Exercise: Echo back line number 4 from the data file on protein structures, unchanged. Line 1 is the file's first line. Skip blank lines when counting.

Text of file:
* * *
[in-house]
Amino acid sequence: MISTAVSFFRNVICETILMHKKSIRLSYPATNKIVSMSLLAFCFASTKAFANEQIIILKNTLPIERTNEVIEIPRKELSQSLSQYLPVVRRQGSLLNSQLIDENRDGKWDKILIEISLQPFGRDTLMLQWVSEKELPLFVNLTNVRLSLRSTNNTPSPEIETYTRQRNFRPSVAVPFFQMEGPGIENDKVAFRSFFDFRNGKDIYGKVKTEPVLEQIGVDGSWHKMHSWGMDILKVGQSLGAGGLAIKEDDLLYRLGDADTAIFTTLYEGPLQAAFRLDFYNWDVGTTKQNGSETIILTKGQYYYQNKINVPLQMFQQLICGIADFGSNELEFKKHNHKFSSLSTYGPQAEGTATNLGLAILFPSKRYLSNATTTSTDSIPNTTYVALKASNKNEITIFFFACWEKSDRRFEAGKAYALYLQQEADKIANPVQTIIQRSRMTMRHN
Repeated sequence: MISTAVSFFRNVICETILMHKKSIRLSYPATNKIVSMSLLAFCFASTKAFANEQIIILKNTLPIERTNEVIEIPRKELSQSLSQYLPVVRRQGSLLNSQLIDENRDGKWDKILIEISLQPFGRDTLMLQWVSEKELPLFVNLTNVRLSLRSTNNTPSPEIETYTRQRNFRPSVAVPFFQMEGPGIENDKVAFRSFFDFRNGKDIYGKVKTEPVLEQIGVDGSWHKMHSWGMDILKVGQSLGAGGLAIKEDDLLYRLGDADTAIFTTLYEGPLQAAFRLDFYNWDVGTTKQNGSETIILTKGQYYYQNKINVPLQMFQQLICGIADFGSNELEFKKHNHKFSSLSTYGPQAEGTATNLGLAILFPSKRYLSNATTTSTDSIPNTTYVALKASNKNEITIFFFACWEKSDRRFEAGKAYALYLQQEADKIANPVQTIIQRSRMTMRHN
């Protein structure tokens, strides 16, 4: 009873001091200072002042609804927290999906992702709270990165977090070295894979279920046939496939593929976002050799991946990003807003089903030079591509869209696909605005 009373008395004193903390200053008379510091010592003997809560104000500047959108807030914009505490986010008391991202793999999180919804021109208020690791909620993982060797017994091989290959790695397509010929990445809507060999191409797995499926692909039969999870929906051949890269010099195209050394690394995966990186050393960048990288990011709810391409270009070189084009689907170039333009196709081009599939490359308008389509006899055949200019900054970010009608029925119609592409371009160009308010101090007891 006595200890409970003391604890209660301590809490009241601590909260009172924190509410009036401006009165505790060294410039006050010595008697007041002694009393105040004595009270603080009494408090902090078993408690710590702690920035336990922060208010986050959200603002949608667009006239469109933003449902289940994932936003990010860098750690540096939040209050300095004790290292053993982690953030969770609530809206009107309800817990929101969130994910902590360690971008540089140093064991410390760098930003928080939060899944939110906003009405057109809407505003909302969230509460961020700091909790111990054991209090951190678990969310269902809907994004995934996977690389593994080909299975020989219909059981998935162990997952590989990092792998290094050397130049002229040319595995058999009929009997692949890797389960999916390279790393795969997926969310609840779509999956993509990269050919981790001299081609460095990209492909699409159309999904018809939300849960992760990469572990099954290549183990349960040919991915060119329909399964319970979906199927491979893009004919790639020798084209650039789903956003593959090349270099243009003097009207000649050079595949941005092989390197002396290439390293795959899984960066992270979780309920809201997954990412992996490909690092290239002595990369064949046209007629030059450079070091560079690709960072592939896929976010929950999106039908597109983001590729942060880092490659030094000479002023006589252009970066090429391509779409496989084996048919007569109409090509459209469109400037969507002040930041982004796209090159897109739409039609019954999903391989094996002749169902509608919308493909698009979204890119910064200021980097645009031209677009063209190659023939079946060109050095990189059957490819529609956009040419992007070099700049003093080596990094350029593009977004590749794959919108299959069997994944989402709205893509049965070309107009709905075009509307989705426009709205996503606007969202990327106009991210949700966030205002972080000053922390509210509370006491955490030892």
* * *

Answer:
């Protein structure tokens, strides 16, 4: 009873001091200072002042609804927290999906992702709270990165977090070295894979279920046939496939593929976002050799991946990003807003089903030079591509869209696909605005 009373008395004193903390200053008379510091010592003997809560104000500047959108807030914009505490986010008391991202793999999180919804021109208020690791909620993982060797017994091989290959790695397509010929990445809507060999191409797995499926692909039969999870929906051949890269010099195209050394690394995966990186050393960048990288990011709810391409270009070189084009689907170039333009196709081009599939490359308008389509006899055949200019900054970010009608029925119609592409371009160009308010101090007891 006595200890409970003391604890209660301590809490009241601590909260009172924190509410009036401006009165505790060294410039006050010595008697007041002694009393105040004595009270603080009494408090902090078993408690710590702690920035336990922060208010986050959200603002949608667009006239469109933003449902289940994932936003990010860098750690540096939040209050300095004790290292053993982690953030969770609530809206009107309800817990929101969130994910902590360690971008540089140093064991410390760098930003928080939060899944939110906003009405057109809407505003909302969230509460961020700091909790111990054991209090951190678990969310269902809907994004995934996977690389593994080909299975020989219909059981998935162990997952590989990092792998290094050397130049002229040319595995058999009929009997692949890797389960999916390279790393795969997926969310609840779509999956993509990269050919981790001299081609460095990209492909699409159309999904018809939300849960992760990469572990099954290549183990349960040919991915060119329909399964319970979906199927491979893009004919790639020798084209650039789903956003593959090349270099243009003097009207000649050079595949941005092989390197002396290439390293795959899984960066992270979780309920809201997954990412992996490909690092290239002595990369064949046209007629030059450079070091560079690709960072592939896929976010929950999106039908597109983001590729942060880092490659030094000479002023006589252009970066090429391509779409496989084996048919007569109409090509459209469109400037969507002040930041982004796209090159897109739409039609019954999903391989094996002749169902509608919308493909698009979204890119910064200021980097645009031209677009063209190659023939079946060109050095990189059957490819529609956009040419992007070099700049003093080596990094350029593009977004590749794959919108299959069997994944989402709205893509049965070309107009709905075009509307989705426009709205996503606007969202990327106009991210949700966030205002972080000053922390509210509370006491955490030892």